This week we're looking at using Web Components with Elm. Yesterday we saw how to use Material-styled inputs and buttons - but it'd be nice to have a good looking layout for them to go in. This is where app-layout comes in. Let's look, shall we?

Project

Starting with the knewter/elm_web_components_playground tagged before this episode, we'll bring in the app-layout component and install it like any other web component:

bower install --save app-layout
vim src/index.html
    <link rel="import" href="/bower_components/app-layout/app-layout.html">

Toolbar

There are a lot of elements bundled in this component. Let's start out by just adding an app-toolbar to our site:

vim src/App.elm
view : Model -> Html Msg
view model =
    div
        []
        [ node "app-toolbar"
            []
            [ div
                [ attribute "main-title" "" ]
                [ text "Thousands of Spoons" ]
            ]
        , -- ...
        ]

And this...sort of works. But it's really ugly. Next, we need to bring in some styling. Polymer has a whole guide regarding CSS with web components, but there's a specific section we care about related to custom-style. You can read that guide if you're interested in learning more - for now, let's just add some styles:

vim src/index.html
    <style is="custom-style">
      body {
        /* No margin on body so toolbar can span the screen */
        margin: 0;
      }
      app-toolbar {
        /* Toolbar is the main header, so give it some color */
        background-color: #1E88E5;
        font-family: 'Roboto', Helvetica, sans-serif;
        color: white;
        --app-toolbar-font-size: 24px;
      }
    </style>

With this, when you refresh the page you should get a pretty nice looking result. That's app-toolbar!

Header

A toolbar is good, but it's not quite a header. That's where app-header comes in. It is:

a container element for app-toolbars at the top of the screen that can have scroll effects.

Let's add one, shall we?

vim src/App.elm
-- Let's also take this opportunity to break the view out into a couple of
-- smaller functions:
view : Model -> Html Msg
view model =
    div
        []
        [ header model
        , body model
        ]


header : Model -> Html Msg
header model =
-- We'll wrap the toolbar in an `app-header`
    node "app-header"
        []
        [ node "app-toolbar"
            []
            [ div
                [ attribute "main-title" "" ]
                [ text "Thousands of Spoons" ]
            ]
        ]


-- And leave the body untouched, aside from wrapping the siblings in a div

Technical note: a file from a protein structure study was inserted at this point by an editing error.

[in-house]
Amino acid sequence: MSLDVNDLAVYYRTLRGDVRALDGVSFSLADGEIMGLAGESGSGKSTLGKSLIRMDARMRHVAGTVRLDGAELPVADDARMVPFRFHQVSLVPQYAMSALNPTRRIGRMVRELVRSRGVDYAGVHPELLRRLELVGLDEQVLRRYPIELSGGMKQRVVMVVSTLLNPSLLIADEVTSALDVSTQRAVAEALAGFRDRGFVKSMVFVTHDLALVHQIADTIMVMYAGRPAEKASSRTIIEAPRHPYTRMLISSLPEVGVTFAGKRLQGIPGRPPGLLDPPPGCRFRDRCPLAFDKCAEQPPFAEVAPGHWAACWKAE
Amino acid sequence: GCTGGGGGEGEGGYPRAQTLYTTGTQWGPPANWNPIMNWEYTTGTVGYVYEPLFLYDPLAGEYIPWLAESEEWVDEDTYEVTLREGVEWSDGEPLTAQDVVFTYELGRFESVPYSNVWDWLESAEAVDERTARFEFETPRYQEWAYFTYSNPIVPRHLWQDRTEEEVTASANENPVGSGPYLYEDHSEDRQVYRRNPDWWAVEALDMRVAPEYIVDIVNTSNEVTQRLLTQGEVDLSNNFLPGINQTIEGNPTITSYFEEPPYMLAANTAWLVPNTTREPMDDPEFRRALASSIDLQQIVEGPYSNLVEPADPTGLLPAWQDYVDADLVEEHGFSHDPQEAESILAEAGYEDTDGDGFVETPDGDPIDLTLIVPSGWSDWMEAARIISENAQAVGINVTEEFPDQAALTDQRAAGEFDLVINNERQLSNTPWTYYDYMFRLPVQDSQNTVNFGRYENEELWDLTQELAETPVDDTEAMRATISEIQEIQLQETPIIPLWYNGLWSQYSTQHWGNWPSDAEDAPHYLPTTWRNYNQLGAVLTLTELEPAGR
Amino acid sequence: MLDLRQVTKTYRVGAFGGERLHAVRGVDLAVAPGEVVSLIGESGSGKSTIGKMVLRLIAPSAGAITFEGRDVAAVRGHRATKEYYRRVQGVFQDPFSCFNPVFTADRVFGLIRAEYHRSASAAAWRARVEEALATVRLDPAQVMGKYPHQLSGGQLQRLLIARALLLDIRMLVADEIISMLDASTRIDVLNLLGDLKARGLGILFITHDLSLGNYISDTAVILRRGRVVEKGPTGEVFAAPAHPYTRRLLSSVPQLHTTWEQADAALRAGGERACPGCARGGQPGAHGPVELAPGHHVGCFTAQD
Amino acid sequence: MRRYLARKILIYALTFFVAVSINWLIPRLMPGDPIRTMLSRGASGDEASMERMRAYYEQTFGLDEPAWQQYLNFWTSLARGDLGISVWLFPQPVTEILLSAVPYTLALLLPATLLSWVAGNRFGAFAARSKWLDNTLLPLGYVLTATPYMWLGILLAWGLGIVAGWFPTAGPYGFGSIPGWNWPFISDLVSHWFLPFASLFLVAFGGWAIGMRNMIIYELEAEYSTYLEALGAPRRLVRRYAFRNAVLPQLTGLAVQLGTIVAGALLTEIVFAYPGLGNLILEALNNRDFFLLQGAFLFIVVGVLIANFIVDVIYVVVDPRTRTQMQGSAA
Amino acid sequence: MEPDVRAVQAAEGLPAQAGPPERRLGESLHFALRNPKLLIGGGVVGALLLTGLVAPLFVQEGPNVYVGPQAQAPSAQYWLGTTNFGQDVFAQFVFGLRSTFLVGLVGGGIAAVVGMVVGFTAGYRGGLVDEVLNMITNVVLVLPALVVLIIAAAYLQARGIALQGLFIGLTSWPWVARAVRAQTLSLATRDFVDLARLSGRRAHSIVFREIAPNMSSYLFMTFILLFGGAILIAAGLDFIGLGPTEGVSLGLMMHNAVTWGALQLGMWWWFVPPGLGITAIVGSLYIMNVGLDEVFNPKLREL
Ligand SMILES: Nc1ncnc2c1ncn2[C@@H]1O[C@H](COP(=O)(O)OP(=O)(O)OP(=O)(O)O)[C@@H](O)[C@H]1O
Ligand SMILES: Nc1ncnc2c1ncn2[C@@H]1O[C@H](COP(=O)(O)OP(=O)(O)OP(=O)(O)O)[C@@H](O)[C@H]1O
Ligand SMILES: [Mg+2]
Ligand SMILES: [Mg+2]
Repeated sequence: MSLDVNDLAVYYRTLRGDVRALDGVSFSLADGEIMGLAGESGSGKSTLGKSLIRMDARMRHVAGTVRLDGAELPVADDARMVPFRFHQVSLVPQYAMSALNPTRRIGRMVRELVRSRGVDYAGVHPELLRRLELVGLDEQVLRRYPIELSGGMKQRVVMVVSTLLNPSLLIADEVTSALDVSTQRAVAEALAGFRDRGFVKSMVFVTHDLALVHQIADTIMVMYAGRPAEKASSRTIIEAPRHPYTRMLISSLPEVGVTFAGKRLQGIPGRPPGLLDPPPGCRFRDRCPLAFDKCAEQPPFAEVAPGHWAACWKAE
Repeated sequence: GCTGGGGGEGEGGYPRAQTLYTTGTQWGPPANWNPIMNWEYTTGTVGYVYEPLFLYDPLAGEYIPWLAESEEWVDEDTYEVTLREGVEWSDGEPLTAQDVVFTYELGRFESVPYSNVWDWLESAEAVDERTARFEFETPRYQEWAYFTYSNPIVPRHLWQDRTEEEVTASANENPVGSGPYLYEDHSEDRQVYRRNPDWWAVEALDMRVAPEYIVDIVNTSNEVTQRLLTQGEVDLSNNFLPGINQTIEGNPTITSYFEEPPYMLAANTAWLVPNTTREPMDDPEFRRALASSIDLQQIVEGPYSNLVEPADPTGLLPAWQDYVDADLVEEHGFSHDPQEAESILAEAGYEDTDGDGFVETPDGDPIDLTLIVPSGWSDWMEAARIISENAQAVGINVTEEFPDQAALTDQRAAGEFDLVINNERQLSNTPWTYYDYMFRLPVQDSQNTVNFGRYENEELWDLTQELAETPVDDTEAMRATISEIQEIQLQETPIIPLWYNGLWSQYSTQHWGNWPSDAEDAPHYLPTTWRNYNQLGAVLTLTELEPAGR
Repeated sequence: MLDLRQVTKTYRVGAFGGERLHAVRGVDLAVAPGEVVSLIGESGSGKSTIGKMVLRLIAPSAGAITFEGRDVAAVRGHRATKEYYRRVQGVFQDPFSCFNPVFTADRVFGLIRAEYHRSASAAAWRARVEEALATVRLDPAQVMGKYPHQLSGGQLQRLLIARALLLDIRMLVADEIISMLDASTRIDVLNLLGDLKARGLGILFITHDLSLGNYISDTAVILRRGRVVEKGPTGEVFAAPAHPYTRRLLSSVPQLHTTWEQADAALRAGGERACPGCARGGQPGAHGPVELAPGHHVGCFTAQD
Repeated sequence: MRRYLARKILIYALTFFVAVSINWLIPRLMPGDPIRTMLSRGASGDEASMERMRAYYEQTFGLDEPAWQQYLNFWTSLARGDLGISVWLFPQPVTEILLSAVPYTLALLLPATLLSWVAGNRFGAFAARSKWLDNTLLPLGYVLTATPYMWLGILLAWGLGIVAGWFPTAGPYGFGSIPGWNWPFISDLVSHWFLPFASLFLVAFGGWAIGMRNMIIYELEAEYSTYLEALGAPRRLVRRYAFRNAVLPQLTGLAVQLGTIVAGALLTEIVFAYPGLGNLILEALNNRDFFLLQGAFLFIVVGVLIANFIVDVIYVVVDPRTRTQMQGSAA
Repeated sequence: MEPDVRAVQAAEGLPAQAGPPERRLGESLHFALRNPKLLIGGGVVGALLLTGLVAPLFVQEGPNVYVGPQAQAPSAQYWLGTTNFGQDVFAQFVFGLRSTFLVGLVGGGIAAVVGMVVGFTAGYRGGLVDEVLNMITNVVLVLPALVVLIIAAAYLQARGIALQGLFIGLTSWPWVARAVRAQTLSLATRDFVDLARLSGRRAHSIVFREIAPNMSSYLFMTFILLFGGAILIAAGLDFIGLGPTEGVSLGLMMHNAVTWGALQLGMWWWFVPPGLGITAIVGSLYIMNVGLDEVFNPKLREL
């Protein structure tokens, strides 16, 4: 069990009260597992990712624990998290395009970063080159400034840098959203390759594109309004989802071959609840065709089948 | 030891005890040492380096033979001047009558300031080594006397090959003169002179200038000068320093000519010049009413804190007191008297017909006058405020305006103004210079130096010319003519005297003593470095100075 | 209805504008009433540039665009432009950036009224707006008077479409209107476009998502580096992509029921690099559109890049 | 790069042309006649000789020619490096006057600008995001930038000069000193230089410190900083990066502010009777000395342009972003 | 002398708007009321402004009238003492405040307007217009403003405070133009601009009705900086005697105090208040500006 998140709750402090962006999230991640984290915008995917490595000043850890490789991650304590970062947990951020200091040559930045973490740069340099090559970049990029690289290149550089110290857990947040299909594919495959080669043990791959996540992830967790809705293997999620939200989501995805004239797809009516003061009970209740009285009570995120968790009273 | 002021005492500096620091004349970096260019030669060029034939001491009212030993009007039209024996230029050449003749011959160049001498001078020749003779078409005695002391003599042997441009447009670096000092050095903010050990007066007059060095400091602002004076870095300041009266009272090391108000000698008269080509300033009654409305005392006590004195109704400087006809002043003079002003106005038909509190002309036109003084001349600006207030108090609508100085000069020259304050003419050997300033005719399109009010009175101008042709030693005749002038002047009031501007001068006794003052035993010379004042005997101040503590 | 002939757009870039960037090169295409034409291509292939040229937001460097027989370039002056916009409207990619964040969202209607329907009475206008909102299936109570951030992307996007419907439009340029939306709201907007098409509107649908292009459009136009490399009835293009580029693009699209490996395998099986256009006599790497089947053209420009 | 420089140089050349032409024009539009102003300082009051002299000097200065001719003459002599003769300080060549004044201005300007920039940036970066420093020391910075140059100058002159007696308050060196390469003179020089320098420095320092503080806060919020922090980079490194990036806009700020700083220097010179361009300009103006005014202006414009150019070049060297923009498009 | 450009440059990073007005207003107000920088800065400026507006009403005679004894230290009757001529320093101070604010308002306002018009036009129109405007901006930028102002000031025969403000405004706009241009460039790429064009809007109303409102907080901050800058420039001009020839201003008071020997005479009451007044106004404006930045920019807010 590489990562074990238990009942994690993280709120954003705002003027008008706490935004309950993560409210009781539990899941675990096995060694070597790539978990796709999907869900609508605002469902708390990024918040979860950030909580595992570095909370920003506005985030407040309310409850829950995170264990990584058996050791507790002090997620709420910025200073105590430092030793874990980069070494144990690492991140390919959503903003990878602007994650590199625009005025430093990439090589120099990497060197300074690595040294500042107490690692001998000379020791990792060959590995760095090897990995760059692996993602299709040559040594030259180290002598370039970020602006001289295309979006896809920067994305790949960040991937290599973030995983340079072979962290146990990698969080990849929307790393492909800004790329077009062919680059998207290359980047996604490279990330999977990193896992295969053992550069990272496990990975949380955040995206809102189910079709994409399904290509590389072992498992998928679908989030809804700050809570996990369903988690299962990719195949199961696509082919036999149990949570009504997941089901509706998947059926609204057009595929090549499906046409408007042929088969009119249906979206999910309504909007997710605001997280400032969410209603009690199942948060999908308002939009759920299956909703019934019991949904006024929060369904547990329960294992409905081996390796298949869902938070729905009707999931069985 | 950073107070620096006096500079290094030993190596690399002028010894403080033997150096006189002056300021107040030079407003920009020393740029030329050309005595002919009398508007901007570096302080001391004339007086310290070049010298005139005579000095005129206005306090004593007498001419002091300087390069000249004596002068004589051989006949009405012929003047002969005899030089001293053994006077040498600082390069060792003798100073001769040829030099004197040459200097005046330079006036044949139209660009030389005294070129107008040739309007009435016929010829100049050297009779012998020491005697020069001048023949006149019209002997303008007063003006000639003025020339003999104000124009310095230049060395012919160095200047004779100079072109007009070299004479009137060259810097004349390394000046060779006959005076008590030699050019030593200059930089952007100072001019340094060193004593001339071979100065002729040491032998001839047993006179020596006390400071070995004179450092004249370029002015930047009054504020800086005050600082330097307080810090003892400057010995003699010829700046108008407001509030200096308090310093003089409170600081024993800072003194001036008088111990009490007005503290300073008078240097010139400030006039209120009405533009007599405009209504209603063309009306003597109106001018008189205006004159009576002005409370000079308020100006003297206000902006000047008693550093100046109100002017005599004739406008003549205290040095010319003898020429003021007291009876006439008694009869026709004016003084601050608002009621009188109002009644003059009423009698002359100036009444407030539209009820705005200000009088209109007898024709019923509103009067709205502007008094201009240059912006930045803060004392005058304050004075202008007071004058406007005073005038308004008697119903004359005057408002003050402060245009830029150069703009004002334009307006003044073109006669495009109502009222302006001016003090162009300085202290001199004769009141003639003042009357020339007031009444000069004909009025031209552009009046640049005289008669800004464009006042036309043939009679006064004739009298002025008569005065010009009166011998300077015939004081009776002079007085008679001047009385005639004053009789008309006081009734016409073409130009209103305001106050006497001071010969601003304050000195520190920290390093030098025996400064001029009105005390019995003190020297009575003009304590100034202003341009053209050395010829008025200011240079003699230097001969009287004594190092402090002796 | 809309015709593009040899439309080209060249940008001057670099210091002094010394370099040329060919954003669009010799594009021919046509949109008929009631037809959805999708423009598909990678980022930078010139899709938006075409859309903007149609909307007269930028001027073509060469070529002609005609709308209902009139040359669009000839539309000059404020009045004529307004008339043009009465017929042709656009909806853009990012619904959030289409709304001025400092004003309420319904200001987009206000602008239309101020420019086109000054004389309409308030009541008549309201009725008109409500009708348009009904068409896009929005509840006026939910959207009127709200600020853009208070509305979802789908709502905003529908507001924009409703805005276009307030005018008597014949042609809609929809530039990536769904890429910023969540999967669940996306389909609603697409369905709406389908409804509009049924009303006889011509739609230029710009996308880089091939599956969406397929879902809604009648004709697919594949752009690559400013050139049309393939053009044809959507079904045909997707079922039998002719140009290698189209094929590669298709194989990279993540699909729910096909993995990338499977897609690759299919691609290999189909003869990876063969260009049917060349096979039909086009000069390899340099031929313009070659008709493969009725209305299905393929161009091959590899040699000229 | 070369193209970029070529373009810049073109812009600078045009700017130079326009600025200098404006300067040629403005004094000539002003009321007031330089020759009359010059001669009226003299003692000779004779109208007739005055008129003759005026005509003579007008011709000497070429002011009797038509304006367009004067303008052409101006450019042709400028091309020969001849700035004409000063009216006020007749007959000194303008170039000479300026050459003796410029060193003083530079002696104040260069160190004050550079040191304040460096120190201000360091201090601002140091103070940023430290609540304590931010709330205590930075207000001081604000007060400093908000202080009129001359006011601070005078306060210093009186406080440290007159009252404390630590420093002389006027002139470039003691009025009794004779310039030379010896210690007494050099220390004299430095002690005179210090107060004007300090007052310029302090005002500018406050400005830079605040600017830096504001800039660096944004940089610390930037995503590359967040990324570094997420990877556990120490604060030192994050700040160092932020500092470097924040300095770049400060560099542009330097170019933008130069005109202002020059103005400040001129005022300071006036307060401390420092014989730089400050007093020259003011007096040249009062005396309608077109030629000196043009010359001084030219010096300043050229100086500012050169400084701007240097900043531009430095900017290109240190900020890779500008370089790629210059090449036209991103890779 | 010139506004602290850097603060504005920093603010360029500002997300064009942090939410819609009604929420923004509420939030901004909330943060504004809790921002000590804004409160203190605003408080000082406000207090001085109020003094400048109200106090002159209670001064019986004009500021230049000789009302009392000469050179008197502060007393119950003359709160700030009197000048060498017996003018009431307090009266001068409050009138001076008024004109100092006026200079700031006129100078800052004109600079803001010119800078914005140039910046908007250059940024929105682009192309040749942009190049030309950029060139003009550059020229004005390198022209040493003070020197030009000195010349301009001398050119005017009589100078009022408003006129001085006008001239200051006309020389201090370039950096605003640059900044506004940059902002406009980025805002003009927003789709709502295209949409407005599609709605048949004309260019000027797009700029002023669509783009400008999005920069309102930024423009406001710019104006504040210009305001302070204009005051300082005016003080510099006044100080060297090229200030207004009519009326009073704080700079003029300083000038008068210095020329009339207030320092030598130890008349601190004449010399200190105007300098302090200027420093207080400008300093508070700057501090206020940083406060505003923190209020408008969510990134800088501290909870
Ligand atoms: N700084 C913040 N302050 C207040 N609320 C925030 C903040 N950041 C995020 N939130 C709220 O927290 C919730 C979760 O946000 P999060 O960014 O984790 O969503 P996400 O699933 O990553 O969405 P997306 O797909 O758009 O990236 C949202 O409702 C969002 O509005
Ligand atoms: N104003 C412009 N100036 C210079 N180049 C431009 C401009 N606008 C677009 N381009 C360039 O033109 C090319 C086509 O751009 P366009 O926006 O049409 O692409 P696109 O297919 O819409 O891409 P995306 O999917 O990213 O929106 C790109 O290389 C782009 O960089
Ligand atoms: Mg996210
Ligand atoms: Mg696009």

-- parent.
body : Model -> Html Msg
body model =
    div
        []
        [ text model.message
        , node "paper-input"
            [ attribute "label" "Username" ]
            []
        , div
            []
            [ node "paper-button"
                [ attribute "raised" "raised"
                , style
                    [ ( "background", "#1E88E5" )
                    , ( "color", "white" )
                    ]
                ]
                [ text "Clicky" ]
            ]
        ]

If you refresh the page right now, it seems mostly the same. Not so exciting. Let's actually make the body really tall though, so you can appreciate something that we get for free:

body : Model -> Html Msg
body model =
    div
        [ style
            [ ( "min-height", "2000px" )
            ]
        ]
        [ -- ...
        ]

Now that you can scroll, if you scroll very slowly you can see the header slides out of the way as you scroll. Honestly: this isn't amazing. Let's use one more feature of the header to make this all worthwhile though. We'll say it reveals when you're scrolling up:

header : Model -> Html Msg
header model =
    node "app-header"
        [ attribute "reveals" "" -- <--
        ]
        [ -- ...
        ]

Now, if you refresh...it doesn't appear to do anything any better, at all. What gives?

At this point, Let's introduce the app-header-layout component.

Header Layout

This is a component that's meant to wrap a header and some content. It's easy to use:

header : Model -> Html Msg
header model =
    node "app-header-layout" -- <--
        []
        [ node "app-header"
            [ attribute "reveals" ""
            ]
            [ node "app-toolbar"
                []
                [ div
                    [ attribute "main-title" "" ]
                    [ text "Thousands of Spoons" ]
                ]
            ]
        ]

That makes everything line up nicely, looking pretty good. Here's a commit representing where you should be at this point.